It’s less expensive to maintain a customer than it is to earn a new one. This is the simple truth. Yet a business can’t be prosperous and stop trying to attract new customers. Even the most successful business will experience some attrition of its customer base so bringing new customers in isn’t just essential to the growth of a business, but also to simply maintaining the status quo. But how do you attract a new customer? And perhaps more importantly, how do you transform that new customer into a loyal one?
The answer to this question lies in understanding the standard buying process that most consumers go through when they are making decisions about what to purchase, who to purchase it from, and whether to go back.
Step 1: Awareness. Does your community know you are there? More precisely, when a consumer has a need, will they notice that your pharmacy can meet that need? Do you have a presence in local advertising? When advertising, think color whenever possible as studies have shown that the use of color in advertising can lead to that ad being read up to 42% more often vs. the same ad in black and white. Are you an active member of the local business community? Partner with local doctors’ offices. Just leaving some flyers or business cards in their waiting room could be a big help. Do you take part in community events and activities? Being present at these types of events can help make your business come to mind for potential new customers.
Step 2: Interest. Once a customer is aware of your pharmacy, and knows that you can meet their current purchasing needs, they’ll generally try to find out a little more about you. Remember that virtually no one goes to the phone book for this information anymore, they look online. Make sure you have an informational and easy to navigate website, a strong presence in social media, and that you are actively responding to customer comments made through online sources like Yelp.com or other consumer powered review sites.
Step 3: Evaluation. Now it’s time for that potential new customer to take a closer look. Remember that saying, “First impressions last the longest”? Well it’s true. The impression you make on that first time customer will have an overwhelming amount of influence on whether they decide to come back and will color your relationship with them for years to come. To start, make sure that your store is aesthetically pleasing. Customers make snap judgments based on visual keys and 52% of shoppers will not make a return trip to a store based on aesthetics alone. Check out these tips for making a good impression and you’ll be well on your way to making that first sale and many more to come.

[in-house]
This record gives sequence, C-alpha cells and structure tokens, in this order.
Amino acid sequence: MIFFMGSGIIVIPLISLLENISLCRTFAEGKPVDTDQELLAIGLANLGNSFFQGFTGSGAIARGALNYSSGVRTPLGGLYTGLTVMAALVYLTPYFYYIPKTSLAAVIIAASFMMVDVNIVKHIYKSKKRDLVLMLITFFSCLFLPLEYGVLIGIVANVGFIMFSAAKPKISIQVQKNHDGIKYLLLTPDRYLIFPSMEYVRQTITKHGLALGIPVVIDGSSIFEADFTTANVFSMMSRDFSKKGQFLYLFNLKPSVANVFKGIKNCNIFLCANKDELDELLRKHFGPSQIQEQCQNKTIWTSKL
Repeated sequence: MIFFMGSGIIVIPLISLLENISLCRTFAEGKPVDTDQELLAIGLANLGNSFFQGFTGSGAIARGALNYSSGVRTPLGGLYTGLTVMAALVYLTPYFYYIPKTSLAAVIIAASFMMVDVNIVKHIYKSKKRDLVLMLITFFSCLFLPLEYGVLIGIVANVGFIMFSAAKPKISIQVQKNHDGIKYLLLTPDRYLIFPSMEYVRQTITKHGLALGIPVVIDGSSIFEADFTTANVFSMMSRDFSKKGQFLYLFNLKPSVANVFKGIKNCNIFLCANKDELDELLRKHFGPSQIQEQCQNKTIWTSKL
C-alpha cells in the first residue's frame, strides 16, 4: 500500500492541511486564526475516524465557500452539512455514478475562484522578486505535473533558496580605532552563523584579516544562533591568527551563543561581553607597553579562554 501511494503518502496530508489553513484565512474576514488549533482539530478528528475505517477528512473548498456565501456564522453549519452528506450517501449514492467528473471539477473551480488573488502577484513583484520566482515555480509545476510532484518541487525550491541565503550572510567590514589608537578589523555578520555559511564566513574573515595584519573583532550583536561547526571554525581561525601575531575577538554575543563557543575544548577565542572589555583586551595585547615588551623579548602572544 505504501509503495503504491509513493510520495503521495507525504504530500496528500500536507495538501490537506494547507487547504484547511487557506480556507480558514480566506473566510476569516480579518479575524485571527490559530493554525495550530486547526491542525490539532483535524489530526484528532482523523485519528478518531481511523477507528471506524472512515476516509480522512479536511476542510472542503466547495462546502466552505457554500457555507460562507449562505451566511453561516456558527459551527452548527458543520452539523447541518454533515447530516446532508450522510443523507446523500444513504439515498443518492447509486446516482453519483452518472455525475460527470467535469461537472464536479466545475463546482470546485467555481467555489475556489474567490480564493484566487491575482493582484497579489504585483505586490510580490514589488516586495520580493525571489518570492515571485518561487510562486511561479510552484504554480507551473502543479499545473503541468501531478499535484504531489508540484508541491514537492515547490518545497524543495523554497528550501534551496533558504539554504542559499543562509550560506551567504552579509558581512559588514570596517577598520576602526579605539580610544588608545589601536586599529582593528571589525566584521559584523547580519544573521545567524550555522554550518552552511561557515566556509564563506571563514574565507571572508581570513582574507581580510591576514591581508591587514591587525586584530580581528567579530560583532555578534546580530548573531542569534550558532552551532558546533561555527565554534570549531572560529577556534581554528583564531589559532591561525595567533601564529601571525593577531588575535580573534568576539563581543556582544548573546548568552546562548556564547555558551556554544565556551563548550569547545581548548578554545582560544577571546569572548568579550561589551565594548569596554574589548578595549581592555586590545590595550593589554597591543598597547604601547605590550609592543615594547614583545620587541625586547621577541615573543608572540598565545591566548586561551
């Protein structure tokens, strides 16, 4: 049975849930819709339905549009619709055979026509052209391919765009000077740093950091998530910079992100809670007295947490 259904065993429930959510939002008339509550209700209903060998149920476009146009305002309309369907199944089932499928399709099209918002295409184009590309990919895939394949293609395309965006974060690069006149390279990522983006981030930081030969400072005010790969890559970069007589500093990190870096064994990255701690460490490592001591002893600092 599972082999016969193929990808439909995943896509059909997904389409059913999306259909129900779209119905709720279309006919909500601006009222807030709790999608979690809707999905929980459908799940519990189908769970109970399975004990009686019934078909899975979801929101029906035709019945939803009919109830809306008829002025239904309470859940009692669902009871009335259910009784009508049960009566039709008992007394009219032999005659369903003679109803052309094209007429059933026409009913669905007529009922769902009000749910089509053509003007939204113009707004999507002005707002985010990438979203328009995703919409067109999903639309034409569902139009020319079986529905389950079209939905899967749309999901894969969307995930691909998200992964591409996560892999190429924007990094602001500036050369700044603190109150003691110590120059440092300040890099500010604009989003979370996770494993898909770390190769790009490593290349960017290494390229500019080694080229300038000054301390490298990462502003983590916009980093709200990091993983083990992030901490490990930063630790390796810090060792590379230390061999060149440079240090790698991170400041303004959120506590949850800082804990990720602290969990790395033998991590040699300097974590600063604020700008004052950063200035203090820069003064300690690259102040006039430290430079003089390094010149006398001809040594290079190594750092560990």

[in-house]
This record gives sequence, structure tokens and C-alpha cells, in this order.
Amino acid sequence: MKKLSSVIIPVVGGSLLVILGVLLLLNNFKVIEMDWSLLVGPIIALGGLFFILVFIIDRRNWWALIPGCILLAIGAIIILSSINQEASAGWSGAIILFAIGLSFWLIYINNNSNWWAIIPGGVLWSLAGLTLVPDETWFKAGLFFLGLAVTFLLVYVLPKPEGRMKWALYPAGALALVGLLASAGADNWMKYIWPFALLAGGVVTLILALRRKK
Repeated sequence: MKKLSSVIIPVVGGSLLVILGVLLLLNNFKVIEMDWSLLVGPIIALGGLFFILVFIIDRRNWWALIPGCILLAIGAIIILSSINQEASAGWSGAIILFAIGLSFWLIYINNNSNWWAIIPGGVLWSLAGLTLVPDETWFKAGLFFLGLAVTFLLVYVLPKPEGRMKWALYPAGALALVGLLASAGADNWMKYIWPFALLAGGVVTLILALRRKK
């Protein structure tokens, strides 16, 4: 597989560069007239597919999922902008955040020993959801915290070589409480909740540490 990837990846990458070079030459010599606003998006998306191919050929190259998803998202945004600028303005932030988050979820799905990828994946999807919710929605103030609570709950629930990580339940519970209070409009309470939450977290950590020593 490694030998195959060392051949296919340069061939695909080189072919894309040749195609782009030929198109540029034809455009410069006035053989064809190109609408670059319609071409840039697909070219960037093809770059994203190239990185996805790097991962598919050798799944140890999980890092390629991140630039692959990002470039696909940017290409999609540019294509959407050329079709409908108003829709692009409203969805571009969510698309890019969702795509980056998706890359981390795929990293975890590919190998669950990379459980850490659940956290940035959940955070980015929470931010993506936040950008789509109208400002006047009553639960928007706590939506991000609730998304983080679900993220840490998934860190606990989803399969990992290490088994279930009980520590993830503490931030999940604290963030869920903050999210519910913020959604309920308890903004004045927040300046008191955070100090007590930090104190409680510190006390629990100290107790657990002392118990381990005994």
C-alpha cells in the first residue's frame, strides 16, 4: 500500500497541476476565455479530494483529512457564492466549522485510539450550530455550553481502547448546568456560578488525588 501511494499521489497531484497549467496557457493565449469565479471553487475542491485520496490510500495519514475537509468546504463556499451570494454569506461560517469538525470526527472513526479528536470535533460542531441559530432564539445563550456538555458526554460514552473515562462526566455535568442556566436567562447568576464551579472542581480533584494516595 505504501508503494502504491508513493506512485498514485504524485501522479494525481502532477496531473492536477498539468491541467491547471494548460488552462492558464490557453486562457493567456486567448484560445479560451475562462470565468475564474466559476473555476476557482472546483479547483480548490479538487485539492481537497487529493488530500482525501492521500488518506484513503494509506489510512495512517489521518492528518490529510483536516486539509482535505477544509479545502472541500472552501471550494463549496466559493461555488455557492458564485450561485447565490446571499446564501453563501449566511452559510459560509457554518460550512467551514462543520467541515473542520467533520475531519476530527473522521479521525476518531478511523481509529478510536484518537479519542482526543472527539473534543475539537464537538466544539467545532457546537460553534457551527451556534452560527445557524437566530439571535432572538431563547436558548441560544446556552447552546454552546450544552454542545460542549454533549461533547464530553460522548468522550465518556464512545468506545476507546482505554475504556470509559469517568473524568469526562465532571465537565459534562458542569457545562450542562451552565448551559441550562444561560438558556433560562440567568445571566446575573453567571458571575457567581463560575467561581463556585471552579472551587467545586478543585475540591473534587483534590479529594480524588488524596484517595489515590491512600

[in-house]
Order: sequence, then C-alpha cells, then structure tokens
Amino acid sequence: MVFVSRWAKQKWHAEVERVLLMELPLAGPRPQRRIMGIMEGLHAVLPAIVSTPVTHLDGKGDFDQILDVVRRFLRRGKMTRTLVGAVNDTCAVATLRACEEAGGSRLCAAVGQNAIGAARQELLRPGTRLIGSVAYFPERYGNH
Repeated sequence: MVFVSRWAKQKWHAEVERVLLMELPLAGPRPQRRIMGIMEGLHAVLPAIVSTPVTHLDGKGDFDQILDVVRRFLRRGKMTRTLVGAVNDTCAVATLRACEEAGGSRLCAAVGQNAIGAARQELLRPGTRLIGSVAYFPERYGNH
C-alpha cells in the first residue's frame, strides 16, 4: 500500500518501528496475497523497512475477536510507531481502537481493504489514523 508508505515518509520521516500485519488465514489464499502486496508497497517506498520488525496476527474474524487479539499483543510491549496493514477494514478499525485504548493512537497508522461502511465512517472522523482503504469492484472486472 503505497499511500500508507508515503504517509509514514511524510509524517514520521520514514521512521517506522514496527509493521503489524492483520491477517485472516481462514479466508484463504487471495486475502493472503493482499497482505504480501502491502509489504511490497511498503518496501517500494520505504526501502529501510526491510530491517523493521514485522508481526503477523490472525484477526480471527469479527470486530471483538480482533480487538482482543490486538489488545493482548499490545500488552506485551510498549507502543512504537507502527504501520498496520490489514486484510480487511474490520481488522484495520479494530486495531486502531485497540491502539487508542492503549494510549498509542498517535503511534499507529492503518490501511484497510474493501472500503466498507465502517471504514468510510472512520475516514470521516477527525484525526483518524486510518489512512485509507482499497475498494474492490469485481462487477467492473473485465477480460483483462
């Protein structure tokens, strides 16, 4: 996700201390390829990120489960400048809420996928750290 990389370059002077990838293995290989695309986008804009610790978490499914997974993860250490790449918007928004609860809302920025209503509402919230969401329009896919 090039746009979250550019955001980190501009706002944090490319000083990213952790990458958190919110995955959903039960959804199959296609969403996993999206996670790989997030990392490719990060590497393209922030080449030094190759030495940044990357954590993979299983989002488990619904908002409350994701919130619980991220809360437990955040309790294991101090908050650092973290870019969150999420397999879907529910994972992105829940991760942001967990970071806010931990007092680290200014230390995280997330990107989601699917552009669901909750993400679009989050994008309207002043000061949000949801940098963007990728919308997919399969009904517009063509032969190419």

Step 4: Trial. You’ve gotten the customer in the door. They’ve found at least one item that they need, and they are making their first purchase. The hard part is over right? Think again. Even when the customer has decided to make that first purchase, you’re still under the microscope. Make sure your staff is always asking if customers found everything they needed. You can use mobile technology to help customers anywhere in the store and make sure that they have an outstanding buying experience.
Step 5: Adoption. This is a customer who’s decided to come back to your store. They’ve decided to fill their prescriptions with you, or pick up over the counter necessities. But you’re still not in the clear, even at this stage. Consistency is key here. The customer should have the same outstanding experience every time they visit your pharmacy. Pharmacy technology is key here as you can put workflows and processes into place to make sure that the checkout process is always smooth and easy and your cashiers can focus on customer service, rather than trying to follow complex manual procedures.
Step 6: Loyalty. This is where you want to strive to get to with all of your customers. Loyal customers shop more frequently, purchase more items and they share their experiences with their circle of influence. Everything you’ve done to take the customer relationship this far will help you earn and maintain loyal customers, but you also need a Customer Loyalty Program. Find out why and learn about ways to implement your own customer loyalty program here.
Not every customer that takes your pharmacy for a test drive will make it all the way to being a loyal, repeat customer. But if you keep these different buying stages in mind, and try to optimize your pharmacy to accommodate for each of these stages, you’ll definitely see a difference, and hopefully some growth in your business.
Karen Deckard came to RMS with a background in retail and customer service, and was initially brought on board as a Sales Assistant and managed IIAS certifications for RMS’s pharmacy POS customers. Today, Karen works as a Customer Success Manager, striving to provide independent and institutional pharmacies with the tools and resources they need to succeed in today’s competitive pharmacy market.